Once upon a time, music was very different. The Beatles hadn’t played yet. We hadn’t heard them. Sure, there was rock and roll … but not like now. Not like it became after the Beatles. They made sounds we’d never heard before, not anywhere.  Maybe sounds that had never even existed on earth.

They didn’t only play instruments and sing. They played a recording studio. They literally introduced completely new sounds, mixing guitar, Dobro, drums, vocals, synthesizers to change music forever.


Younger generations … even my son’s generation, the Gen Xers … they were born after it all changed. They don’t get it, that before the Beatles, music was different. The world was very different.

Music was much more important to us … me, my friends, my whole generation … than music is now. We lived and died with the music we loved. Maybe you had to be there.

The Beatles changed our music and music changed our world.  And we, my generation — we changed everything.


I was still a kid, working at the college radio station in Hempstead, New York. I was a little older than the other kids, because I was recently back from my short stint in the Marine Corps. I don’t remember who provided my entrée for that interview, but I remember the night. How could I forget?

As a kid, I listened to big band vocalist Sinatra on “78” records. He was special even then. By the early 60’s, Sinatra was an entertainment institution. Music, movies, television and the subject of myriad publications which alluded to political and criminal intrigue.

How many romantic evenings have all of us had — candles, cocktails and Sinatra playing? He was a legend, America’s most iconic celebrity.


Heady stuff for a young reporter invited to one of Sinatra’s hangouts. The story was about Jilly Rizzo. He ran a famous night spot in New York. “Jilly’s Saloon” (everybody just called it Jilly’s). It catered to lots of celebrities, but most notably Frank Sinatra and his “rat pack”. My primary focus that night was Jilly himself. We did a low-key chat about his club. Jilly did the talking. About his youth, how hard he worked to make his club a success. I let him talk, which he appreciated. He was fascinating. A real life Damon Runyon character.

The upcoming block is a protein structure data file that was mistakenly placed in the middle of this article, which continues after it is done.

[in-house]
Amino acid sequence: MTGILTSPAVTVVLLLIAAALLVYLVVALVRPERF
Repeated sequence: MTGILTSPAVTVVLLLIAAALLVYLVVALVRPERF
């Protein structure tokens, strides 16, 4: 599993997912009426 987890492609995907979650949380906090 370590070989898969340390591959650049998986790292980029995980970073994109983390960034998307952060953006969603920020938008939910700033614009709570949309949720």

The interview wrapped. I figured my night was over. Wrong. Jilly kept referring to me as “Kid”. As I prepared to leave with my engineer, Jilly tugged at my sleeve and motioned for me to follow him.

“Kid”, he said in his raspy voice, “I want you to meet some pals”. Jilly led me to a table filled with lots of cigarette smoke, profanity and laughter. I was a little nervous.

I had cause to be nervous. I made eye contact, my brain began to register and I began to smile blankly. Sinatra, Dino, Sammy, Joey Bishop and other familiar faces looked at me. My brain kept shifting gears. Apparently Jilly had introduced me as “Kid”, a newbie who was okay. That turned out to be my access card.

I realized I had a big glass of scotch in my hand. Frank Sinatra was talking to me, a big glass of scotch in his hand, a cigarette dangling from his mouth. I think I still had a glazed smile on my face.

“So, Kid”, he asked, “What the hell do you do that makes Jilly like you?”

I told him I had been listening to Jilly and found his back story fascinating. I told Sinatra I enjoyed listening rather than talking. It was easier, I volunteered. “You’re on radio and you like to listen rather than talk?”, he asked.

“Yes”, I said. I just stared at him.

He stared back, then said, “Kid, you’re okay”.


I slid into some questions about his childhood, about his weight, the difference between his singing and his conversational voice. Sinatra was off and running. The anecdotes had little to do with celebrity and lots to do with the guy behind the legend. I kept listening.

He noticed the tape recorder wasn’t running. Puzzled. I said this was social time. He looked even more puzzled, then shook his head and smiled. Sinatra said he wasn’t used to such treatment. I smiled. An easier smile.